The Return of Joel Pineiro

By R.J. Anderson //

Few players in recent memory have witnessed the ups and downs of Joel Pineiro. Forever labeled as a guy with better stuff than results during his Seattle days, Pineiro eventually signed with the Red Sox as a free agent. Months later, the Red Sox dumped him to the Cardinals and the rest has been history. Under Dave Duncan’s tutelage, Pineiro saw a dramatic increase in his groundball rate—from around 45-to-50 percent to over 60 percent in 2009. The Angels, fretting not of a one-year wonder, signed Pineiro to a two-year deal and the short righty has provided them with good service when healthy.

After missing some time in 2010 with an oblique injury, Pineiro started the 2011 season n the mend too with shoulder tightness. Over the weekend, Pineiro returned—much to the relief of the Angels, who had Matt Palmer in the rotation in his place—and looked a lot like his typical self. Facing a Rays lineup that is generally tough on righties, Pineiro went seven, allowing one run (on a Matt Joyce home run), walking one (intentionally), and fanning three. The Rays put 19 balls into play and 10 of them were of the groundball variety.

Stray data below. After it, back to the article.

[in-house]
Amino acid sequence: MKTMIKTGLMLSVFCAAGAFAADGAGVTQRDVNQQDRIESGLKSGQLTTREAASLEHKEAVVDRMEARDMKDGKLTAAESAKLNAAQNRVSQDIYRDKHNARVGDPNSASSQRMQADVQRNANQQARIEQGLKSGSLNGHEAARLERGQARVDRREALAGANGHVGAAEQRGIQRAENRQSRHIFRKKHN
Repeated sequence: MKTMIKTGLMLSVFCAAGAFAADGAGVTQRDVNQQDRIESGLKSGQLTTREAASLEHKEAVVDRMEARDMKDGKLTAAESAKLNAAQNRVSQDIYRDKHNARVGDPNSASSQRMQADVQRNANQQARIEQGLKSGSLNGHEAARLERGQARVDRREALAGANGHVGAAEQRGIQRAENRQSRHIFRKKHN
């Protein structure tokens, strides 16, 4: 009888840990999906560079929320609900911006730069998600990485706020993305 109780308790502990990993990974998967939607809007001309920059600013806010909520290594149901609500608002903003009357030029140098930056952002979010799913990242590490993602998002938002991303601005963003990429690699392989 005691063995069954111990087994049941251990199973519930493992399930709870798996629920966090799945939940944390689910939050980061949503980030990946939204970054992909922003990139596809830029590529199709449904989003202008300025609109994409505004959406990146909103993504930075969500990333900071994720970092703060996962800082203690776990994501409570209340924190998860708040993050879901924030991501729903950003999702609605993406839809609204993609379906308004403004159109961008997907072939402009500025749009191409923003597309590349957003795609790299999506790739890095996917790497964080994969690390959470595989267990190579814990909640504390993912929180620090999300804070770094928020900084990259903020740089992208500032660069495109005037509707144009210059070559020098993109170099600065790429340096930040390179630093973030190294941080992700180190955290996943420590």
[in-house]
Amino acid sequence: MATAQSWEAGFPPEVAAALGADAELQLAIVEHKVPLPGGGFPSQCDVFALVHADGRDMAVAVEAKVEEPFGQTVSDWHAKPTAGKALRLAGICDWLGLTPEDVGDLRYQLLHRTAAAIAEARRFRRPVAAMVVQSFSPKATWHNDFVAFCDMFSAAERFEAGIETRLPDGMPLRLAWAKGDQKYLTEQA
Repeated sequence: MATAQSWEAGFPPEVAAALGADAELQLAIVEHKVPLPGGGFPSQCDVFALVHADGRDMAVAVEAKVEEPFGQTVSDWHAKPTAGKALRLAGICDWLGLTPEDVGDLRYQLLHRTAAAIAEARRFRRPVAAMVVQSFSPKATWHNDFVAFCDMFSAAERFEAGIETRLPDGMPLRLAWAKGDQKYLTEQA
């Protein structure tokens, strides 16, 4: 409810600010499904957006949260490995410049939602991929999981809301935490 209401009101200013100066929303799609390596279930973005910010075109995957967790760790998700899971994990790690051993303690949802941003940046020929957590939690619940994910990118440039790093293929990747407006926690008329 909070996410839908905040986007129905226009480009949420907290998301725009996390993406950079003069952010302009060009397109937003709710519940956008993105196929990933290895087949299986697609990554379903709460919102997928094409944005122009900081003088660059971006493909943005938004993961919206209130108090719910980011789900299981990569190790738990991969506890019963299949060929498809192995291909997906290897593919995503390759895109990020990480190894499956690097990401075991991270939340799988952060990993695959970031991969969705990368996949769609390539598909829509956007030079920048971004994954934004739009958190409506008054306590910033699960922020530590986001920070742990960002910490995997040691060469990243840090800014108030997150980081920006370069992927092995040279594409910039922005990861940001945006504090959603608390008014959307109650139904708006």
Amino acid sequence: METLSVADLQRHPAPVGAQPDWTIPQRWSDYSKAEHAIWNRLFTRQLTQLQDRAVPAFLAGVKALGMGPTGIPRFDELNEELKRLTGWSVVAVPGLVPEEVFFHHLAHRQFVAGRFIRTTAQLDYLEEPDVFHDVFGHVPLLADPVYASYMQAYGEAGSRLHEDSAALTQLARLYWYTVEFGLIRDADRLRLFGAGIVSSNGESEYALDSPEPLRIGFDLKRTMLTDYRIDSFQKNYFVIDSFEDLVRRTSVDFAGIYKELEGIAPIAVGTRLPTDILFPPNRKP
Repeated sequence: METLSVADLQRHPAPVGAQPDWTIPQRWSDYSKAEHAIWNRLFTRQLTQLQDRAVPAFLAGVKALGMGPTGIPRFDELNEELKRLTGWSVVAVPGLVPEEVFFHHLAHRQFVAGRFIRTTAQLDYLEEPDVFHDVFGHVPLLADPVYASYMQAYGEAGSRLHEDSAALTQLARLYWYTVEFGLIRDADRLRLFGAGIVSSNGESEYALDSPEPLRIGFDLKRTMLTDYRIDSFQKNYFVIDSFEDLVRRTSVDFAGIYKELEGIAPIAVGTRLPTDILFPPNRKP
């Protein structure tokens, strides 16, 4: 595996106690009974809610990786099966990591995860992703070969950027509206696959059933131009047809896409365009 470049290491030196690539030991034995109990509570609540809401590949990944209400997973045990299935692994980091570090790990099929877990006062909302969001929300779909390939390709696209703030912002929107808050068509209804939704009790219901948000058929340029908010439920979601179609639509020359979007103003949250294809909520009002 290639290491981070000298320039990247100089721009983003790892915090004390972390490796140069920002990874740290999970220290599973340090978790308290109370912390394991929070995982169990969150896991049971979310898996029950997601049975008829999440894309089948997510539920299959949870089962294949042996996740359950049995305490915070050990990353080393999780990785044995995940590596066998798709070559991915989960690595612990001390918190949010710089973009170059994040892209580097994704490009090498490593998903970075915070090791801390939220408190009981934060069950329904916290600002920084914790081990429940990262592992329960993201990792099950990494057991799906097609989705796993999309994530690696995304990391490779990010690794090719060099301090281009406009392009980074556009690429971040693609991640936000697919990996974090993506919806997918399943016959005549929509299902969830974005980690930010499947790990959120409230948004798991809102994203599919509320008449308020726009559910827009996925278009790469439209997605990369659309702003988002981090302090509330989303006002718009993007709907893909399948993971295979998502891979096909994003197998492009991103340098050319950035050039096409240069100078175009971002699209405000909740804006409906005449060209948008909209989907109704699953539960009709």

Of course, Pineiro isn’t going to provide seven innings of one-run ball every time out, but over the last three seasons he has an aggregate earned run average of 4.07, a WHIP of 1.26, and a strikeout-to-walk ratio of 2.9. Add in Pineiro’s average workload (172 innings) and that he tends to win double-digit games, and plucking him as an emergency starter at this point in the season seems like a decent get—particularly in deeper leagues or those of the AL-only variety.

The one caveat about Pineiro is his health. Shoulder tightness is nothing to play around with, but there within itself lies the beauty of grabbing Pineiro: the transaction cost is low enough to cut bait without worry.

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